The target choice smartly pressures South Korea’s largest firms, the chaebol. These massive conglomerates wield inordinate influence in South Korea politics and society. If any leadership elite in South Korea has the weight to pushback on the nationalism of this South Korean government, then it is the chaebol class. Abe has cleverly created conflict between two of South Korea’s largest ideological commitments—the anti-Japanese character of its nationalism and the widespread popular belief that South Korea’s economy is dependent on the chaebols’ success. It will be fascinating to watch these two immovable forces clash in South Korea, and indeed, some South Korean business editorials have already encouraged compromise.
2. The Americans are scarcely involved.
The other big difference this time is U.S. disinterest. In previous disputes, the United States played a mediator role. The United States has an obvious strategic interest in both partners focusing on North Korea and China, rather than each other. It was also politically easier for both sides to make thirty-party concessions to the United States than to each other in a zero-sum conflict. In the past, President Barack Obama had to step in to ensure that the two countries remained on good terms.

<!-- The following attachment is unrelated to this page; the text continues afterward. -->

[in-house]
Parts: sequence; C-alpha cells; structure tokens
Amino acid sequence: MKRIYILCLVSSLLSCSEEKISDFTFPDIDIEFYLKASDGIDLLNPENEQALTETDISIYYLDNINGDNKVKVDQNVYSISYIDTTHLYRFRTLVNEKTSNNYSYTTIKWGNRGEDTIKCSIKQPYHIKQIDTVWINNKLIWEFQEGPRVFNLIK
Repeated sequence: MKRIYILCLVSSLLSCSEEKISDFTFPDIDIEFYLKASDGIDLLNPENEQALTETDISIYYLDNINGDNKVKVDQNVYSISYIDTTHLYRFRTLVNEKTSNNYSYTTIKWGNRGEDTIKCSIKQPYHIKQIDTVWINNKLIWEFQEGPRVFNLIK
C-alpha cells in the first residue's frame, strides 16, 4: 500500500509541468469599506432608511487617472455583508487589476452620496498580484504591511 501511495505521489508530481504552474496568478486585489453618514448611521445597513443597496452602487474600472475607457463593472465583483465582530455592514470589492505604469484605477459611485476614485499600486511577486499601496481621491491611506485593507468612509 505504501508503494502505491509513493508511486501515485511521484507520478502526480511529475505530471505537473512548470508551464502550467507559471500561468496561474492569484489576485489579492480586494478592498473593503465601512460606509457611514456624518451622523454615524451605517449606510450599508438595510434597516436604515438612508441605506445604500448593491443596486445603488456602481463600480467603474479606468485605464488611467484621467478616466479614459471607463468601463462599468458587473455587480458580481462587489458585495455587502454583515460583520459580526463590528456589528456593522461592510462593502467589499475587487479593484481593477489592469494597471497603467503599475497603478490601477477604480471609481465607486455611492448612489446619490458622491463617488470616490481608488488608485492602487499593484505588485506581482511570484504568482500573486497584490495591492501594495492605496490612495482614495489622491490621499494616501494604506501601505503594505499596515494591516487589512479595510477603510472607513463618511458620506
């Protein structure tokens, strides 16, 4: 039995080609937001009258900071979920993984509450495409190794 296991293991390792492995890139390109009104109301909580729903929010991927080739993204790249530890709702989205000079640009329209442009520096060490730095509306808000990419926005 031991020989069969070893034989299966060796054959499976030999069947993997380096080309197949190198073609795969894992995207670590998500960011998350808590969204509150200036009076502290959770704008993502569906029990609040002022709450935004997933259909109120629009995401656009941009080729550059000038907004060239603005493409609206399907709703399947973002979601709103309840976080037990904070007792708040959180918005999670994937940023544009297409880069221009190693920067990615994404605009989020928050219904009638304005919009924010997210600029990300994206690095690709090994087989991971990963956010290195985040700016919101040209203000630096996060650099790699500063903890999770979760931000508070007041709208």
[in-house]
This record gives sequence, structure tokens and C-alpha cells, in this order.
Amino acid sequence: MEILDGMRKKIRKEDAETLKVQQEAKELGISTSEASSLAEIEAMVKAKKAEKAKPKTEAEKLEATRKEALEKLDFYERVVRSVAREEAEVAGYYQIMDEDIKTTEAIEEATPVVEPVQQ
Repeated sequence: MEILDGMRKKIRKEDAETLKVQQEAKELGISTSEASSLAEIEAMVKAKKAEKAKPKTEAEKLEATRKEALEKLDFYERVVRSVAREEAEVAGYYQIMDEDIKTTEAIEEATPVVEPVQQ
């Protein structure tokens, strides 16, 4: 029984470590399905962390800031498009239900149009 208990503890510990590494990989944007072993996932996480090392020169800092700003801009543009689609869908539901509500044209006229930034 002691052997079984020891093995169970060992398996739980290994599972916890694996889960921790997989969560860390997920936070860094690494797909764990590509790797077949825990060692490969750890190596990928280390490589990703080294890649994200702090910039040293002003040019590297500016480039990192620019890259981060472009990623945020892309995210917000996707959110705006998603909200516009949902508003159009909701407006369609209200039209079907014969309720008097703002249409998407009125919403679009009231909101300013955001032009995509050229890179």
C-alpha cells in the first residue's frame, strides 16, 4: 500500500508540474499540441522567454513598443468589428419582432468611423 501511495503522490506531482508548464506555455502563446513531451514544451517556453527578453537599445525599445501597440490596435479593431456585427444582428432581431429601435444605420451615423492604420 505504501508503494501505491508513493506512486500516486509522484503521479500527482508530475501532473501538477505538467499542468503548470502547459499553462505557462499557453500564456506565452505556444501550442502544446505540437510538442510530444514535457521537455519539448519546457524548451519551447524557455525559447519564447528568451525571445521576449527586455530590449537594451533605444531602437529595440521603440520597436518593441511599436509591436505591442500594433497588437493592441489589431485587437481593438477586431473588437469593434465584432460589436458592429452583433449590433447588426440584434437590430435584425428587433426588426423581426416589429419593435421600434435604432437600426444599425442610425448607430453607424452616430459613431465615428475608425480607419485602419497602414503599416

In contrast, the Trump administration just does not seem to care much—a reaction that may stem from Trump himself. Trump clearly has little interest in alliance management. He frequently sees U.S. allies as security free-riders rather than partners and has said as much about both South Korea and Japan in the past.
It is also possible that some of the U.S. stand-offishness is just exhaustion with this issue. In fact, it is particularly noticeable how little Track II U.S. commentary there has been on this spat. Korea and Japan Twitter in English have been noticeably quiet. Previous tensions have provoked all sorts of articles, think-tank reports, and even books on the subject; this time, however, the U.S. analyst community, along with the U.S. government, is simply not saying much. Perhaps the time has come for the United States to step aside and let these two scorpions in a bottle thrash it out.
It would be a shame if this led to a major breach, but it is just as likely that U.S. intervention acts as a “moral hazard’ buffer and allows the worst nationalist maximalist of both countries to steer the debate. After all, the United States ensures all players against the worst consequences of their worst rhetoric. Perhaps the withdrawal of U.S. insurance will finally incentivize compromise all around? We will likely learn the answer to that in the next six to twelve months.
Robert E. Kelly is a professor of international relations in the Department of Political Science and Diplomacy at Pusan National University. More of his work may be found at his website, AsianSecurityBlog.wordpress.com.